More than 20,000 people are confirmed dead or missing in Japan. This is now the biggest disaster here—natural or otherwise—since the Second World War.
The devastation is monstrous. Thousands are crammed into temporary shelters across northern Japan. They are struggling without adequate supplies of food, clothing, heating, fuel and medical aid.
A battle is being waged to cool the spent fuel pool and reactors at the Fukushima nuclear power plant to stop highly toxic radiation from being released.
Many people remain trapped inside the 30-kilometre exclusion zone around the nuclear plant.
Chief cabinet secretary Yukio Edano has told them to “stay indoors”.
“They talk about us as if we’re contaminated lepers,” some residents raged. “We’re angry. The government is not trying to protect human life.”
Many people, contrary to the stereotype of the Japanese as “stoic” and “polite”, are losing patience with the government.
There is a sense of unease about nuclear power. The majority of people living in Fukushima would gladly see the closure of the ageing plant.
Most people say they only believe about 50 percent of what the government and the Tokyo Electric Power Company (Tepco), which owns the plant, tell them.
Yoshiko, an office worker in Tokyo, compared the government to the “three wise monkeys”—they see, hear and speak no evil.
Hitoshi works at a large Nissan car plant at Atsugi, Kanagawa—about 50 kilometres south west of Tokyo. Some 20,000 workers were at the plant when the earthquake hit.
“Our boss shouted ‘Get under your desks.’ There was a power blackout. Everyone was confused,” he said.
“The second wave struck about ten minutes later and we were told to get under our desks again.
“Only when the third wave struck did human resources make an announcement.
“Over a PA system they said, ‘Be careful.’ We were going mad saying, ‘What the fuck’s going on?’ It was pathetic.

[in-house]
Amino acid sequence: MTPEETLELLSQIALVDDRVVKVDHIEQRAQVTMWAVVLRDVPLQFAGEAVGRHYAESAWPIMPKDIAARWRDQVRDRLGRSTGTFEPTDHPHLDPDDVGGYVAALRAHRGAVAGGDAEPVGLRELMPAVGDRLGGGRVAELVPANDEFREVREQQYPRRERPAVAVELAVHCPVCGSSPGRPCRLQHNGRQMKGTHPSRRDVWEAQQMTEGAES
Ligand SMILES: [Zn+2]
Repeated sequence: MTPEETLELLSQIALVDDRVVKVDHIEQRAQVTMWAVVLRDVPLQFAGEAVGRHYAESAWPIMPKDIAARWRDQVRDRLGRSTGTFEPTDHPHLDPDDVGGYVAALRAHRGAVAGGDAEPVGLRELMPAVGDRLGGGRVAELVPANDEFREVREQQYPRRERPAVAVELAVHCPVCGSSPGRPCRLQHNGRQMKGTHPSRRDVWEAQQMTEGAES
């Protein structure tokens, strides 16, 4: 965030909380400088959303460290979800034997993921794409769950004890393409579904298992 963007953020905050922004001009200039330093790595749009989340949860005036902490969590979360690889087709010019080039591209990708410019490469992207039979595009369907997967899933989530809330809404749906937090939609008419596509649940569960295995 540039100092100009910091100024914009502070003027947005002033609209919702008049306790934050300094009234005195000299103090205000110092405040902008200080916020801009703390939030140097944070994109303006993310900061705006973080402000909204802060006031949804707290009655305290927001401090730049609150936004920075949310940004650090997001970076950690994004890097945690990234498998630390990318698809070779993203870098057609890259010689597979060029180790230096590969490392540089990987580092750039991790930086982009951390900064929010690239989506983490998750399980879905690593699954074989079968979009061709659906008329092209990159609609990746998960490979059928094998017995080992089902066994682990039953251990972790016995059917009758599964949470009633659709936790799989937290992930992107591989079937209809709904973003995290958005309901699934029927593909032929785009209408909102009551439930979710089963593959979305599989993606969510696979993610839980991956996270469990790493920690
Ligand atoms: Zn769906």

“Then they announced that we could go home—if we wanted to. There was a lack of responsibility and leadership.”
The government’s advice was to stay at work. It seemed more important to keep up the view of Japanese workers as diligent and hard-working.
Constant updates are broadcast about the impact of the tsunami on the economy and the markets.
People are left feeling that the government is more interested in profits than the dead, missing and homeless.
I was lucky—I was at home when the earthquake struck. I thought my little apartment was going to shake to the ground. I staggered into the street like a punch-drunk boxer.
My partner was not so fortunate and had to wait in a subway station in central Tokyo for ten hours until after midnight when the trains started running again.
Everyone had different experiences. Momoko, a local government worker, said she stayed at work all night at the Shinjuku Ward Office (town hall), providing blankets and shelter to people stranded in one of Tokyo’s busiest areas.
Toshi told me he stayed in his office overnight.
Many people found themselves wandering the streets while others had to hike home. Car rental firms and bicycle sellers were in great demand.
The remoteness of many small coastal towns means that the fate of many missing people is still unknown.
Geography plays an important role in the unfolding disaster.
The interior of the country is mountainous, so the vast majority of inhabitants live on or around the coasts.
The population of Japan is 127 million—compared to 62 million in Britain.
The Tokyo metropolitan region, south Kanto, is home to some 35 million people—the most populous conurbation in the world.
The vast majority of people live like “maki-zushi”—tightly packed rolled sushi—in tiny flats in packed out neighbourhoods.
Only the rich can afford semi-detached houses.
If the earthquake’s epicentre had been Tokyo, the death toll and the magnitude of the destruction would have been even more horrific.
But these are small comforts to people ravaged by disaster.
Many people in Japan feel, once again, that they are having to make sacrifices to protect big business and Japanese capitalism.
Names of interviewees have been changed to protect their identities